Reversing our Democratic Deficit

16 Jun 2014

 

I have to admit, I don't often agree with David Cameron. Indeed, it's actually got to the point where I call him Mr Slippery. However, for the sake of this article and the sanity of readers, we will save my general views on the PM for another day.

I watched Prime Minister’s Questions for the first time in a long time last week (Wednesday 11th June 2014). This date, for me, will go down in history as the day at least one politician realised what was going on in this country.

 

One of Cameron's own backbench politicians dared to suggest meeting on a cross-party basis to discuss active citizenship. In other words: to discuss how on earth we get people voting. Cameron said turnout was "depressing," and for once I completely agree with the PM.

There is no doubt that the 34% voter turnout at the European elections was far lower than it should have been. People who I often socialise with are completely disinterested in politics; they simply don’t see any possibility for change. It's not difficult to understand why people think this; what they see are bland careerists with nothing sensible to say, and who stand and believe in nothing.

Indeed, with speculation rumbling as to another potential invasion of Iraq, and the further sacrifice of British lives, it is clear that our so called ‘representatives’ do not care about the interests of the people they serve, but merely their own personal power and prestige.

Consequently, when the mistakes of the past are drawn up in such stark light, one cannot help but think- what is the point in voting?

Peter Hitchens spoke at great length on Question Time about civic engagement at the end of 2013. He advocated the position "that those young enough should emigrate before it's too late."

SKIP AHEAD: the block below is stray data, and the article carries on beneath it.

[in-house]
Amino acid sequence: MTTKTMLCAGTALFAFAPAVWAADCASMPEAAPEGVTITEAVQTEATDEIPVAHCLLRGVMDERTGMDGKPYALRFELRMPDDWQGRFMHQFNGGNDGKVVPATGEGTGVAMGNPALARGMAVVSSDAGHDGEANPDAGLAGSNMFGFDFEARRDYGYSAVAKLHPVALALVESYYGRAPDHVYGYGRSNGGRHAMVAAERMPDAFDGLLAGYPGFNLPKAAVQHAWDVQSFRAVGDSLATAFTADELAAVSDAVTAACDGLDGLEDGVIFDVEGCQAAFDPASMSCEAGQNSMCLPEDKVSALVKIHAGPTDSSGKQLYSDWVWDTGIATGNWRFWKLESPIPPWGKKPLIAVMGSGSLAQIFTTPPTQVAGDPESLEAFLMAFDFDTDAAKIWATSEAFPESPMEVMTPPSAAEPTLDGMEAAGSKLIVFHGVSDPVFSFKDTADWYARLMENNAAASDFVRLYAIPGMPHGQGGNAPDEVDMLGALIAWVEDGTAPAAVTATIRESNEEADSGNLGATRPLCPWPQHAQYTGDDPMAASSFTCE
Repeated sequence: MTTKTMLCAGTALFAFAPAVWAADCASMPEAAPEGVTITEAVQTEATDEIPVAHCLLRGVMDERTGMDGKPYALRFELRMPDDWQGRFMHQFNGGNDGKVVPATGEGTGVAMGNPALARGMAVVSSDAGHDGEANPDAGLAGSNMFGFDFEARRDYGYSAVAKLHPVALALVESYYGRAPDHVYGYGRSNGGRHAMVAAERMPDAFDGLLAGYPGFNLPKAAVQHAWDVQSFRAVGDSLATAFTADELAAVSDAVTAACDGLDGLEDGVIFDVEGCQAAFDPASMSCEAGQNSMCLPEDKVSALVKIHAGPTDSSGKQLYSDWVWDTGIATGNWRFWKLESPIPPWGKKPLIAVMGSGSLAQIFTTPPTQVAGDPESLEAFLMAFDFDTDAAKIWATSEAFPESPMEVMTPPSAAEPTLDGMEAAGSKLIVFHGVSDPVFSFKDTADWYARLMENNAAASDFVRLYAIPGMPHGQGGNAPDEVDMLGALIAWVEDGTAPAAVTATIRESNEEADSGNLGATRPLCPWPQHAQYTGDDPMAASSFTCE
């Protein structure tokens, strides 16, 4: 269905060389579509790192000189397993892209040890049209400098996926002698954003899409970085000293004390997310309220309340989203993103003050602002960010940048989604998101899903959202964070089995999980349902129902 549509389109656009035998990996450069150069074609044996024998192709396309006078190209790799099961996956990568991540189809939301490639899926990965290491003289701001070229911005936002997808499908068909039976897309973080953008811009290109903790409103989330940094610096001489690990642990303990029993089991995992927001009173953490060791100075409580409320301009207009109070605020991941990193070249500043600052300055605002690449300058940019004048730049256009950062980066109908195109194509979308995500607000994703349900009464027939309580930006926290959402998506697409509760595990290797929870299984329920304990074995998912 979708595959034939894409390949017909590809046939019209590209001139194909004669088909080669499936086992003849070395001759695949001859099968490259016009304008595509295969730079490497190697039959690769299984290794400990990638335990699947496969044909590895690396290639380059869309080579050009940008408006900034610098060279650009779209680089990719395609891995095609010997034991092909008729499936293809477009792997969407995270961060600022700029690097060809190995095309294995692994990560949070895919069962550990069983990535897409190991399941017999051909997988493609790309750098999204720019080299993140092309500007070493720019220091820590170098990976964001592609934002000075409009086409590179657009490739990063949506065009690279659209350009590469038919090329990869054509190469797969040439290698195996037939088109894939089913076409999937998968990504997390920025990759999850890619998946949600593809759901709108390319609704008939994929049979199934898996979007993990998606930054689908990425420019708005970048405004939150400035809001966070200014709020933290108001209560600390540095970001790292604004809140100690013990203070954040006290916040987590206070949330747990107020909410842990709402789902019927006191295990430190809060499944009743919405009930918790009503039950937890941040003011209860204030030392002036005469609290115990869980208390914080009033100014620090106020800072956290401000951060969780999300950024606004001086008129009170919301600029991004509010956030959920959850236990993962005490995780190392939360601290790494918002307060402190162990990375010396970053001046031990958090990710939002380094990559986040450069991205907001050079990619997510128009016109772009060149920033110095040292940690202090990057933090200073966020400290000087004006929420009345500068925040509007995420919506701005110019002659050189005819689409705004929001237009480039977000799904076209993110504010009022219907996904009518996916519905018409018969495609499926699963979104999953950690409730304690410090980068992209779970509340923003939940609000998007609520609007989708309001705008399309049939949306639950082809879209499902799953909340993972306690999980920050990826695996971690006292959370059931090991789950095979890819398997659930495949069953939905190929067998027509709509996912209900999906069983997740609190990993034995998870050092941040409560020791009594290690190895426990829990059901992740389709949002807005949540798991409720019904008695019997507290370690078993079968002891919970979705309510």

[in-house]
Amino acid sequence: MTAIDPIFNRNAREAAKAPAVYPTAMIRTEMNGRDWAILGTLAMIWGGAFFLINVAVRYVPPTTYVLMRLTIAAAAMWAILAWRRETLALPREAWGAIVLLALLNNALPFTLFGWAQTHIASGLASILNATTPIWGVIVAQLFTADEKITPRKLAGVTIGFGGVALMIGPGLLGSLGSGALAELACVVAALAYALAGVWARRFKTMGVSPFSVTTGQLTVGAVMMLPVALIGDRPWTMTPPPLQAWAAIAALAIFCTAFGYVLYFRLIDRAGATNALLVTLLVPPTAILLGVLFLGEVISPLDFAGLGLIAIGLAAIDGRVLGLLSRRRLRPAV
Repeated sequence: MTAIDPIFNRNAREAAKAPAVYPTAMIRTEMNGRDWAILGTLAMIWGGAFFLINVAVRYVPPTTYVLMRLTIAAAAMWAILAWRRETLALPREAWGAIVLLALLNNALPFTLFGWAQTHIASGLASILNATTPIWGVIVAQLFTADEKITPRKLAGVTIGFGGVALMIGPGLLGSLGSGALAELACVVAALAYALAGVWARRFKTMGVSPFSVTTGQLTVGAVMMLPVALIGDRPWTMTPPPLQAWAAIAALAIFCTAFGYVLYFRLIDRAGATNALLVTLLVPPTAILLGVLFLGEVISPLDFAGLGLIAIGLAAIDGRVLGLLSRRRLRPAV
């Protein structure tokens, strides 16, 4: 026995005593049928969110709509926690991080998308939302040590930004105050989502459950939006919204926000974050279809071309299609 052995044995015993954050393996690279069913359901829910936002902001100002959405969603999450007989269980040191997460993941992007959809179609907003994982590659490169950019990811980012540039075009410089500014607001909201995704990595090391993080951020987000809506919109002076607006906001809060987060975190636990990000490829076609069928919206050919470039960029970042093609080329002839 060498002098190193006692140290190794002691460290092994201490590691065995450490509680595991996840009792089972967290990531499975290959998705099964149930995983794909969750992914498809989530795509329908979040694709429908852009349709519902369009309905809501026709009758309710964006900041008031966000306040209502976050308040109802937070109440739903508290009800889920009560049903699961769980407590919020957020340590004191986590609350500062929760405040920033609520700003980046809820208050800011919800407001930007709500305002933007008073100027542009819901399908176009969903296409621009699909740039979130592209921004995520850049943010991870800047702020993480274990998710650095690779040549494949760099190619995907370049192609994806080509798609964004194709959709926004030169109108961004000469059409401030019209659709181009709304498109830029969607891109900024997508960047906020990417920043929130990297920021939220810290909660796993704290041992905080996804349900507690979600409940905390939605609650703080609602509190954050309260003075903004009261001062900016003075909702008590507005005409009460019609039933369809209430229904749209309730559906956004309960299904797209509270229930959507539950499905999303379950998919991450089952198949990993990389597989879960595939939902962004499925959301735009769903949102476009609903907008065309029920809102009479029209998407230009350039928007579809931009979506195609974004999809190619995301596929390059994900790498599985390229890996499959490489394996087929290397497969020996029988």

This is obviously not a realistic possibility for most. But if we are to stay, and not set up a colony on Mars as Hitchens seemed to suggest, what on earth can we do to shake up our politicians? How can we get people to vote?

I have what is described as a "romantic" view on politics and I consider it a civic duty to vote. Many many people do not share this perspective however, and persuading them to vote is nigh impossible (I have tried enough times to know).

Therefore, I have two very simple reforms which I think may just wake the population up to politics.

Firstly, we must draft a law which states if a politician is asked a direct question, they must give a direct answer. Although perhaps unenforceable, this would hopefully cut down some of the repeated dinosaur-style rhetoric we hear every week from politicians. Let's not forget these people are elected by the public, so they should surely have to answer their questions directly.

Second- a radical reform of politics is needed. Being a republican I am having to take a huge gamble by writing this. But I genuinely feel this reform would be in the national interest… We must create a no confidence box.

This would mean voting in favour of abstention (a paradoxical concept, I know). Then, if the majority vote no confidence, the Royal Family would take control.

I believe this idea would shake Westminster to its foundations. The fear of having no governance would force the parties to raise their game to win your vote. I also believe a no confidence box would get those who aren't voting back in the game, so to speak.

Simply, our politicians are failing us.

We need to send them a clear and contrite message: you must reform, else risk the breakdown of our democracy.

By Sean Mallis

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